Should You Use A Captcha? (Spoiler: No.)

Should You Use A Captcha? (Spoiler: No.)
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You know those annoying widgets at the end of many web forms that make you fill in a code of numbers and letters before you can submit the form?

I hate those things. And if you don’t; by the end of this blog you will.

Captcha stands for “Completely Automated Public Turing test to tell Computers and Humans Apart”. The intention is to allow people to publish forms on their websites with a relatively high level of confidence that spam-generating automated programs won’t be able to fill in the forms and submit them because those spam bots cannot complete the captcha.

Sounds great in theory, but in practice those same forms are also cumbersome to humans because sometimes the codes are so difficult to figure out that the human in question becomes frustrated and departs before completing the process. Worse still, sometimes a real life flesh and blood human enters the captcha code incorrectly, but thinks they did it properly and leaves the site awaiting a response that will never come. Both of these scenarios mean lost customers.

So this leads to my thoughts on captchas.

Don’t Use Them.

Seriously. Don’t use them.

I know you want to reduce the amount of spam in your mail box, but that’s your problem, not your customers’ or potential customers’ problem. In this economy getting customers to part with their money is hard enough without throwing more roadblocks at them. Your mission should be to create as little space between you and a prospect as possible. A captcha does not help you reach that goal.

A group of researchers at Stanford researched the subject and here is their (partial) conclusion (bold mine):

We have presented a large scale study of how much trouble captchas present for humans. We collected 5000 captchas from each of 13 most widely used image captcha schemes and 3500 captchas from the 8 most widely used audio captcha schemes, and had them each judged by multiple human subjects from Amazon’s Mechanical Turk and an underground captcha-breaking service. Overall, we found that captchas are often harder than they ought to be, with image captchas having an average solving time of 9.8 seconds and three-person agreement of 71.0%, and audio captchas being much harder, with an average solving time of 28.4 seconds, and three-person agreement of 31.2%.

The full PDF report can be found here.

Forbes distilled the study here.

An independent study by SEOMOZ on captcha conversion rates can be found here.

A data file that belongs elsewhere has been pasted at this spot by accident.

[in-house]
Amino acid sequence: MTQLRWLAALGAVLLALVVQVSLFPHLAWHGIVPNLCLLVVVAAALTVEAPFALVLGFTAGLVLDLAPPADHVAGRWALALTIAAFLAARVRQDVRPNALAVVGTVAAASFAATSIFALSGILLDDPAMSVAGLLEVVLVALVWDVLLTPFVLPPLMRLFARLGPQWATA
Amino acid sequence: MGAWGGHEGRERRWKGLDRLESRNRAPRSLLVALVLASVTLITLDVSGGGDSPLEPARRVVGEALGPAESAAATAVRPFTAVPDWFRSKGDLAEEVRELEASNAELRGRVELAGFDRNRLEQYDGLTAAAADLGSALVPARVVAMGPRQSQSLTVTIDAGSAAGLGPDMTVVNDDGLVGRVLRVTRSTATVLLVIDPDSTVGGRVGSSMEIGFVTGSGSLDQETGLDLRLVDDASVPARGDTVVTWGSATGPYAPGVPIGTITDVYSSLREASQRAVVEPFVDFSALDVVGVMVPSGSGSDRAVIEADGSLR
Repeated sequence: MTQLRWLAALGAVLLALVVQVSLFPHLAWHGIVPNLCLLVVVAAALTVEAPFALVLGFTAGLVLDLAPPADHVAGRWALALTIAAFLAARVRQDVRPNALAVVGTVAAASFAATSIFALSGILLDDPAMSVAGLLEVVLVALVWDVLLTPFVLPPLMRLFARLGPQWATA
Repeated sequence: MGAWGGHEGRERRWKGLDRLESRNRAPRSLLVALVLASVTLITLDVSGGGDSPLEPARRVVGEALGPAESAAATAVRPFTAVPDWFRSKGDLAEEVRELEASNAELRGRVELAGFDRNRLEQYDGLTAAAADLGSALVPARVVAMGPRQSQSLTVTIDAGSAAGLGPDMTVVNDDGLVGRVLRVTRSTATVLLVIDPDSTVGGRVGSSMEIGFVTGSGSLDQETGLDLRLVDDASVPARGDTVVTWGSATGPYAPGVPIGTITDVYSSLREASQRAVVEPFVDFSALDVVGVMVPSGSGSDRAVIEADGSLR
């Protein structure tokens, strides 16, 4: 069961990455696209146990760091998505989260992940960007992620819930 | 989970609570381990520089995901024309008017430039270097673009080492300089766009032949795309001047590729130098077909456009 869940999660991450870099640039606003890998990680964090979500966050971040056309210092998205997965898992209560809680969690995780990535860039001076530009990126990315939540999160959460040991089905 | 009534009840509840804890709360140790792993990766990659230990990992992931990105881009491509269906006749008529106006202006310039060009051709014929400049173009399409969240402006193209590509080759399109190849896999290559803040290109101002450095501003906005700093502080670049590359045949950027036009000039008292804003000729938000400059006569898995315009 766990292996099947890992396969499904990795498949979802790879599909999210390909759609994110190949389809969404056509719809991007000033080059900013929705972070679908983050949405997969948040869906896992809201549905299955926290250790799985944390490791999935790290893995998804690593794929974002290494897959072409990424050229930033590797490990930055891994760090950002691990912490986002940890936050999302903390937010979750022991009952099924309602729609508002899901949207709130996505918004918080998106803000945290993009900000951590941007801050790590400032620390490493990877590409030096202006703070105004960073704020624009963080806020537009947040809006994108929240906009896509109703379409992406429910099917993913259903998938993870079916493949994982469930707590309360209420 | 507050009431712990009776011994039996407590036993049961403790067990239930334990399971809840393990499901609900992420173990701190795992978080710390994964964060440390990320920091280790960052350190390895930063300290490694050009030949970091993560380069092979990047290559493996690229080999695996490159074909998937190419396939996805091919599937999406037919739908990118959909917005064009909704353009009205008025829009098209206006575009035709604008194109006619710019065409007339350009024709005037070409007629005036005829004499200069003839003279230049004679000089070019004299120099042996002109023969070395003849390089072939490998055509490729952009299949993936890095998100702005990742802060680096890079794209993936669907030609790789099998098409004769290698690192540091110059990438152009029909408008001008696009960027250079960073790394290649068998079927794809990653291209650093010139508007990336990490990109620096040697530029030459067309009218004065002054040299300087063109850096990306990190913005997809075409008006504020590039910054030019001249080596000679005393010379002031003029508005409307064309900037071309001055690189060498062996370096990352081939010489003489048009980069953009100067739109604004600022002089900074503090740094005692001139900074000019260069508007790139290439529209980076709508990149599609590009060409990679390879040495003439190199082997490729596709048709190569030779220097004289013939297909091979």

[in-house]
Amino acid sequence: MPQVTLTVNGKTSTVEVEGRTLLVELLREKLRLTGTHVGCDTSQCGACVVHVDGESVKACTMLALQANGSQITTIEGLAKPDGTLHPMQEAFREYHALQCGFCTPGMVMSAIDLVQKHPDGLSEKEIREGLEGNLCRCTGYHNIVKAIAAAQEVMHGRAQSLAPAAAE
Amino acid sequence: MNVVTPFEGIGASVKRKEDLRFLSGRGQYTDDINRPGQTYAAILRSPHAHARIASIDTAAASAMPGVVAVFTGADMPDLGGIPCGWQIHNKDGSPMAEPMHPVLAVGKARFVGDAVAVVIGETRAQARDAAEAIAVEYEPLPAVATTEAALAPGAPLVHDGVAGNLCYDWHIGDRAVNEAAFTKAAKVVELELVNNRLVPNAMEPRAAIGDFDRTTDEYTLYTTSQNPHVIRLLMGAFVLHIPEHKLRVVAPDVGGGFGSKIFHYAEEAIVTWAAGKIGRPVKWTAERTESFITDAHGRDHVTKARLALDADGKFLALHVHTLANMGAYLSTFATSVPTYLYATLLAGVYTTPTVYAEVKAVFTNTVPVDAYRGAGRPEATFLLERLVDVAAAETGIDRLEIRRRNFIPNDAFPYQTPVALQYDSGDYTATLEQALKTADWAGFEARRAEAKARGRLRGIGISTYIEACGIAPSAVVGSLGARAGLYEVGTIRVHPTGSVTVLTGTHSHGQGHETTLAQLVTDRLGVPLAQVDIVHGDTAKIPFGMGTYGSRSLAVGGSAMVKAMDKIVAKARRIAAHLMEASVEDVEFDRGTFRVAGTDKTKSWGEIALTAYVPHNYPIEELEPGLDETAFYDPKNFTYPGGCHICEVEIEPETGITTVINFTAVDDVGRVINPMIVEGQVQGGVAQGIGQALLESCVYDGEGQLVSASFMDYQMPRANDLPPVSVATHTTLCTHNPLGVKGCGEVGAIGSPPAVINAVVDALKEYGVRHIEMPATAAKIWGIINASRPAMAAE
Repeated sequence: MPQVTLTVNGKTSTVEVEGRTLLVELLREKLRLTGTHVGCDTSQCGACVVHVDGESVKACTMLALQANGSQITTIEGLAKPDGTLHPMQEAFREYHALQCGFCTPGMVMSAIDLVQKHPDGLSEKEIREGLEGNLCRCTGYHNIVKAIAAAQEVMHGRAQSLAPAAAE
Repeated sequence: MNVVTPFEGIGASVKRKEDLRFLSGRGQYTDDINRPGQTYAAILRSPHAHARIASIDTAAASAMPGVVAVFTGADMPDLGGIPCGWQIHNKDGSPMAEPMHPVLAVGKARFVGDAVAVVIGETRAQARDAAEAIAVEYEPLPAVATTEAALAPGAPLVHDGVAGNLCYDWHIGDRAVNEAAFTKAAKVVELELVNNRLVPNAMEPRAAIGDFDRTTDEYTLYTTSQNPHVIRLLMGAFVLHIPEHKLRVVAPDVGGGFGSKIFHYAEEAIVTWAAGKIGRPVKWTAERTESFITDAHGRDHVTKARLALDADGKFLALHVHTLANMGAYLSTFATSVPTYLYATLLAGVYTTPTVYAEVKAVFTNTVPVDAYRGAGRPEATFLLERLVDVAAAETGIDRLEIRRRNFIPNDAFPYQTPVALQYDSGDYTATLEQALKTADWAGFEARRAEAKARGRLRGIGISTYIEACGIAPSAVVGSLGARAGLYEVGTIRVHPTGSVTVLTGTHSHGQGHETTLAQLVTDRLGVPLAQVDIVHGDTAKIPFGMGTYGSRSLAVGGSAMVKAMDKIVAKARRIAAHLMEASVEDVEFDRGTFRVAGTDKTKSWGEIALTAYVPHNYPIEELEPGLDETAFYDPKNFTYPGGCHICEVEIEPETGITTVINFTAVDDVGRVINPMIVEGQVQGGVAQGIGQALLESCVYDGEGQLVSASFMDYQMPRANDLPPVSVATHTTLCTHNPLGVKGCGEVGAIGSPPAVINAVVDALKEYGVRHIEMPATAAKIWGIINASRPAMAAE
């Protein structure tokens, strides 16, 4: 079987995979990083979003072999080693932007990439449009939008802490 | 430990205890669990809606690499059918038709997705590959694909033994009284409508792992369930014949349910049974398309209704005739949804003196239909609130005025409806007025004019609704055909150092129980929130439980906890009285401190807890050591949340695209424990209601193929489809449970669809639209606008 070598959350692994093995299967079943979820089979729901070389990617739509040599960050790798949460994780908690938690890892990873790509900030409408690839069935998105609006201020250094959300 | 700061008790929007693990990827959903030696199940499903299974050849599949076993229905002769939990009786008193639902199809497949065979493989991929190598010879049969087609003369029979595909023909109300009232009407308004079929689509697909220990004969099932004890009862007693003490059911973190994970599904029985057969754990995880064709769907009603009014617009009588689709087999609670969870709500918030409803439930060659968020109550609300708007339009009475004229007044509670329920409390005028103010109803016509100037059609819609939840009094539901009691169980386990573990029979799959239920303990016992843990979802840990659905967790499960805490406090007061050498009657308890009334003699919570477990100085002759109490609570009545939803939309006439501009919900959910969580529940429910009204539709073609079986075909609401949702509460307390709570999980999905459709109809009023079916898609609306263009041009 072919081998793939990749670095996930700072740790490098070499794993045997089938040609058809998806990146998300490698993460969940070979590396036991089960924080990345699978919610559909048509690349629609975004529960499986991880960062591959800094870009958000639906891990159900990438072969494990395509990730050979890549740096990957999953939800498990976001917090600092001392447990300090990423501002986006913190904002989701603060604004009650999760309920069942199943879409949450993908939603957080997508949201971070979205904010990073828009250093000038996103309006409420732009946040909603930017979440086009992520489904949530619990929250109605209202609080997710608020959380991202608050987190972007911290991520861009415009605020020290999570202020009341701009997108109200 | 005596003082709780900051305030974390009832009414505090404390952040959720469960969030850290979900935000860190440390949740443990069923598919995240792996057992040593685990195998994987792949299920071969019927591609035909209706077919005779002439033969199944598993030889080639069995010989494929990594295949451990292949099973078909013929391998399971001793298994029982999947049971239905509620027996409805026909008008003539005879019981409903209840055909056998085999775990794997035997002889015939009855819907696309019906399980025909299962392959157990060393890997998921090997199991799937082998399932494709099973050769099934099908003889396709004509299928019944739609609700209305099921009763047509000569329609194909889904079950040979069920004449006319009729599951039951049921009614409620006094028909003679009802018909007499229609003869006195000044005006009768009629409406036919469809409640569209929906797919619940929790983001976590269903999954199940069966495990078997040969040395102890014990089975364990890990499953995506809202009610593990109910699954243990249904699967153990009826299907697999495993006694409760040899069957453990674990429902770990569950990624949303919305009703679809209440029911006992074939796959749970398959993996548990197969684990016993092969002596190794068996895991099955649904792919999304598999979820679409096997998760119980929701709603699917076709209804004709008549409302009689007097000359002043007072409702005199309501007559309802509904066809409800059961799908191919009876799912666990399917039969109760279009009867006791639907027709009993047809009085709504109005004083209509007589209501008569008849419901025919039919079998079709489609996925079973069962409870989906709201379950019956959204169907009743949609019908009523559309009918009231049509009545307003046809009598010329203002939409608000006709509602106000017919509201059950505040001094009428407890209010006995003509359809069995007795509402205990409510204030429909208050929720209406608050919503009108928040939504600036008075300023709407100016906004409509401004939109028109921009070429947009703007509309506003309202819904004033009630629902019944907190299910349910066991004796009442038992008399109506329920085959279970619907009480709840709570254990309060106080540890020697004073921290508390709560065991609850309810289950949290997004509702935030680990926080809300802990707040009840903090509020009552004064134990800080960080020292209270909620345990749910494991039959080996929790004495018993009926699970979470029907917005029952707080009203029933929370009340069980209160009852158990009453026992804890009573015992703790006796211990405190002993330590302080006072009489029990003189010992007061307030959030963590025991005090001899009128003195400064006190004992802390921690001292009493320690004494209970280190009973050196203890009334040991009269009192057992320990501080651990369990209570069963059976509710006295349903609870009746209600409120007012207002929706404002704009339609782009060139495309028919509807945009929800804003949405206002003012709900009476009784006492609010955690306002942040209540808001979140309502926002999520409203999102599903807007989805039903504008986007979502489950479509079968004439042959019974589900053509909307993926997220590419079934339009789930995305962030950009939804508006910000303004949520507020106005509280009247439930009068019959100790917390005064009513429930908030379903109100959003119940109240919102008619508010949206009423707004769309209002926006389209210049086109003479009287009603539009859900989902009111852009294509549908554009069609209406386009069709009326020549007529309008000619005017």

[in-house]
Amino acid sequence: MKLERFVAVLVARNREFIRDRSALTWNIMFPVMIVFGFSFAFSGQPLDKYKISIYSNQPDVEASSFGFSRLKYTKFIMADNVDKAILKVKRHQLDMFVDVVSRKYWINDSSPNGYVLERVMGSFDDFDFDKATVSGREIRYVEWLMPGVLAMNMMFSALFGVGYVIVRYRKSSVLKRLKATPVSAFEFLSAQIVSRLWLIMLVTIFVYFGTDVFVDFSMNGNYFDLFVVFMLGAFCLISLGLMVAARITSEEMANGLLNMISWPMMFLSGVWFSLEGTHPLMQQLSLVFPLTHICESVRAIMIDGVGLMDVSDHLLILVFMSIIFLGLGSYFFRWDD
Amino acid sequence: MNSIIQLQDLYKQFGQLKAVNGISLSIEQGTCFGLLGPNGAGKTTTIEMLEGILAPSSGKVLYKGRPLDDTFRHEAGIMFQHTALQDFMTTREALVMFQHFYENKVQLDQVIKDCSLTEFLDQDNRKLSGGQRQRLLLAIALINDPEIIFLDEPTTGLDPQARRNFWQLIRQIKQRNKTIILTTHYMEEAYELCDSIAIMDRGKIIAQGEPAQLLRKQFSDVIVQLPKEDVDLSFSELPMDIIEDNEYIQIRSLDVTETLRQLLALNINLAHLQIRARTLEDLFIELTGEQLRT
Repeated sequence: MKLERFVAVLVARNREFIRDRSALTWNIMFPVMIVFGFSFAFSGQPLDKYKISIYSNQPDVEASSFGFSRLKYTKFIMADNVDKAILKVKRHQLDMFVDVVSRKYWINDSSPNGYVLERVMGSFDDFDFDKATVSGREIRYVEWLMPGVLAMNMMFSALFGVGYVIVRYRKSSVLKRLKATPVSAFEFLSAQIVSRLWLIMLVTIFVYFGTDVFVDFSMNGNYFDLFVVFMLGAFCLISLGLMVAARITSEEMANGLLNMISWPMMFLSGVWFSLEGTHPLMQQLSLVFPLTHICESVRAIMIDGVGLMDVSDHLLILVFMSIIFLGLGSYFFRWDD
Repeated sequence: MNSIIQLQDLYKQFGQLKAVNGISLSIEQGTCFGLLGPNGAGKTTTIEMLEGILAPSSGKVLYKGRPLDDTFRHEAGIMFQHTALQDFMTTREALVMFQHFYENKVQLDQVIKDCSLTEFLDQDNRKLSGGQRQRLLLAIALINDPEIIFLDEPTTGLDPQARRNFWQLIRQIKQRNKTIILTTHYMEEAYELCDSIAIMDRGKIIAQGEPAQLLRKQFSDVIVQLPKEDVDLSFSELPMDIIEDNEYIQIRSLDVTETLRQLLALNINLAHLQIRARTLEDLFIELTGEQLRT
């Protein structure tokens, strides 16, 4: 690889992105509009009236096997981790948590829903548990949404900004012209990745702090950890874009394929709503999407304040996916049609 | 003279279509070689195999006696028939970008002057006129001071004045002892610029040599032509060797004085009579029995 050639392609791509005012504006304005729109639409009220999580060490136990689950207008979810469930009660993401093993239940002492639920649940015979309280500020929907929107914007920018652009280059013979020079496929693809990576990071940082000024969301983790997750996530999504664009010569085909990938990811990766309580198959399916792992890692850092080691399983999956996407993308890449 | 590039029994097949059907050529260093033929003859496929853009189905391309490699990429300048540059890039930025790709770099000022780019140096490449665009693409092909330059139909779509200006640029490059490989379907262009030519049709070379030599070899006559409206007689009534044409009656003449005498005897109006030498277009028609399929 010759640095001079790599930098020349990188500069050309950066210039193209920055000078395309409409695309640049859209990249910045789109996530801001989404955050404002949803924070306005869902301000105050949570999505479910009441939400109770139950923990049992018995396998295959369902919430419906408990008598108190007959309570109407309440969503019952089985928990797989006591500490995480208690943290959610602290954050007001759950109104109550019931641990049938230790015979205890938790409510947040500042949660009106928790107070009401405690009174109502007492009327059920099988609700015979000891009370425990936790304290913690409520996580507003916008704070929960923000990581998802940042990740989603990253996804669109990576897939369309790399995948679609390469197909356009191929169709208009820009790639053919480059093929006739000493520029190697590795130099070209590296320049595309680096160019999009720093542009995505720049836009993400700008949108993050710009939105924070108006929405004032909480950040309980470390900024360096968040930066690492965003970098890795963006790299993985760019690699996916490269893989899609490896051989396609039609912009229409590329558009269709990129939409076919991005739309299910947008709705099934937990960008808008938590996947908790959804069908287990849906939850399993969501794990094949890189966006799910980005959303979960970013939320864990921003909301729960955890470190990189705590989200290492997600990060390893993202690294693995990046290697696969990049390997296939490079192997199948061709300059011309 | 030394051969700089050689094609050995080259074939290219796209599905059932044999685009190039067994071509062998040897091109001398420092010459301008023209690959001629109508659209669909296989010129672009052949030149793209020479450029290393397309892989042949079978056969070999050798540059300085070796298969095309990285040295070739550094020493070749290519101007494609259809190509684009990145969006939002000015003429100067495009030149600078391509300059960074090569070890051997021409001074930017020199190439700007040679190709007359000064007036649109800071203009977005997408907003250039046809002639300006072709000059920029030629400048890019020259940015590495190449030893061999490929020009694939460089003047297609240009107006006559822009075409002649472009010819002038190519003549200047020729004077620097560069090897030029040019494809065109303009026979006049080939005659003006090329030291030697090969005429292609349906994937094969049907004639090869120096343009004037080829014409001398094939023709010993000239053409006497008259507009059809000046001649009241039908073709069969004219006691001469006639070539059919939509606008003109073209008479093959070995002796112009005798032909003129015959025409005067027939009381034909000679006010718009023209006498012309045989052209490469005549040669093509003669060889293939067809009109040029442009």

A group of researchers in the UK came to many of the same conclusions.

Comedian Bill Maher sees it this way: “New Rule: Stop making me type in the trippy security letters. I’m trying to access my account, and all I can think is, all right, which one of you assholes laced my weed.”

And one of my favorites: F**ck Captcha

Once you’ve read (or scanned) all of the above, we should be in full agreement that having a captcha on your site is a bad…

What? You still want a captcha?

Really?

OK, fine.

What To Do If You Still Want A Captcha On Your Form.

You should know that captchas are relatively easy to build from scratch. As a result there are something like 47 gajillion of them on the web. Here are some rules to help you wade through the clutter.

Don’t use a captcha provided free by {insert dude here} unless you know said dude. Just because someone writes a program and makes it available for free doesn’t mean the programming is good. Or safe. Or works at all. The last thing you want is an easy-to-read captcha that works great for your end users, but doesn’t deliver the message to you because of a programming glitch.

How about paid captchas, you ask? If you pay for the pleasure of a captcha, let me know because I have this amazing deal on a bridge in the tri-state area for you. Chances most paid captchas are repurposed from some other free source and the author is sitting around waiting for a sucker to bite.

Ok, so you find a free captcha that you like, but it links to a third party service. All captchas rely on two stages. The first phase is when the form is delivered to the user and the second is when the form is submitted and the captcha is challenged. Sometimes this requires a third party arbitrator, which is fine, except when that service is down. If their great and free captcha service is down, then so is your form.

When in doubt, use Google’s ReCaptcha. It’s easy to implement and has Google’s reliability behind it. This will let you…

What? You read the Stanford study which found that Google’s captcha wasn’t that good?